PERFECTION IN IMPERFECTION
Akira Satake savors Japanese style in life and art
BY ALLI MARSHALL | PHOTOS BY ERIN ADAMS
Japanese-born potter and musician Akira Satake creates and displays work at his Gallery Mugen in Asheville’s River Arts District. His pieces range from home decor and sculpture to tableware, sake cups, and tea sets. Satake moved to the U.S. four decades ago. At the time, it wasn’t a total culture shock: He’d discovered folk musician Doc Watson at the age of 8, his formative years were spent listening to American bluegrass and blues, and he learned to play the banjo. “I grew up looking outside of Japan,” Satake says.
But it was his love of Japanese culture and food that eventually led the artist—whose previous career incarnation was as a professional musician, producer, and owner of the world music label Alula Records—to pottery.
Edible Asheville: For you, what is the connection between flavors from home and your ceramics practice?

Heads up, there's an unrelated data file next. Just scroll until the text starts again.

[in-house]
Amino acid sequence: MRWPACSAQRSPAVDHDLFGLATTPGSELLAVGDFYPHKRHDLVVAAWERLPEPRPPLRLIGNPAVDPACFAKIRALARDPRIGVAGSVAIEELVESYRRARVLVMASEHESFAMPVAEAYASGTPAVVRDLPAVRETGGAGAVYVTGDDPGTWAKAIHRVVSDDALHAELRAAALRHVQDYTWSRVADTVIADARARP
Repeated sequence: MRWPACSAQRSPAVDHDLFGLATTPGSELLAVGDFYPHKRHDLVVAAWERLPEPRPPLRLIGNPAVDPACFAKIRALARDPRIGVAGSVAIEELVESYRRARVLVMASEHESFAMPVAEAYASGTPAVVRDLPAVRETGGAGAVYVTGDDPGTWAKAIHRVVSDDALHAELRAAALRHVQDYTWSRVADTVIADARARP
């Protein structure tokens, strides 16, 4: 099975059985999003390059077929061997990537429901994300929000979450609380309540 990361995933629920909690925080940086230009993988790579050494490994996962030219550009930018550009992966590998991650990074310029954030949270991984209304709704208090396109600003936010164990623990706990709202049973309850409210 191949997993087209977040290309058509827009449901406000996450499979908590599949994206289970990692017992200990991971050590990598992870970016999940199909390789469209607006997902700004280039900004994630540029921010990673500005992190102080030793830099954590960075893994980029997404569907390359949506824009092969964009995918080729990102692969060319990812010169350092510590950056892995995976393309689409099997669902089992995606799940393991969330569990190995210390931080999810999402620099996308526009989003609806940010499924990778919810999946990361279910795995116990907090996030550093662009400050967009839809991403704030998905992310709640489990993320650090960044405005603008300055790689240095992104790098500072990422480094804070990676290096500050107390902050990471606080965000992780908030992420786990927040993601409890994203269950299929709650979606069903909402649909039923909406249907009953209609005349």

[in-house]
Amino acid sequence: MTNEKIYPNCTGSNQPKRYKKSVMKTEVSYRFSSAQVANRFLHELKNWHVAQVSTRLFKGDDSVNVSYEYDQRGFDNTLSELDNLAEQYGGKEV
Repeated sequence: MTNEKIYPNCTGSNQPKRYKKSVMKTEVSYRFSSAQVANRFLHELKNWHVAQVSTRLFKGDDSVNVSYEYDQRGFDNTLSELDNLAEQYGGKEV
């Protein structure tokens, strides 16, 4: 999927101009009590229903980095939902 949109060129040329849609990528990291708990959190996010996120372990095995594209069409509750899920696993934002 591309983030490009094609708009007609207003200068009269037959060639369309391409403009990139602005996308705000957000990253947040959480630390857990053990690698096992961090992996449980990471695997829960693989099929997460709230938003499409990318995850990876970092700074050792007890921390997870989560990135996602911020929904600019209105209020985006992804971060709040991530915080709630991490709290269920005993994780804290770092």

Akira Satake: One of the greatest things about moving out of my own country was I could see more objectively what it was and what I missed. What I missed most was the food.
I’d always liked cooking and eating. In middle school and high school I was baking cookies. I’d go to the expensive grocery stores to try foods I’d never had before, such as avocado, asparagus, and lasagna.
But, with the move to this country, I started to cook what my mother was making—very traditional Japanese food. The passion for Japanese food became a really big part of my life and was one of the biggest reasons I became interested in making pottery.
EA: How does the Japanese influence show up in your home cooking and dining?
AS: I use all my pots (laughs). I cook pretty much every breakfast and every dinner. … My wife is a pastry chef, but in our house, I’m the main chef for savory, and she’s the main chef for sweets. I’m not a [professional chef] so I’m not looking for perfection. But at the same time, the visual is important for taste. The Japanese aesthetic of food decoration is quite different from all other parts of the world. It influenced nouvelle cuisine in France, big time.
Japanese food—it doesn’t have to be in a restaurant—uses many plates and dishes. My wife, who is American, complained to me many times, “Akira, you use so many dishes.” In Europe and America, it’s often one plate. We [Japanese] use three or four or five for each person. There are soup bowls, of course, and two or three small plates, then large bowls and serving bowls. Each dinner fills up the dishwasher.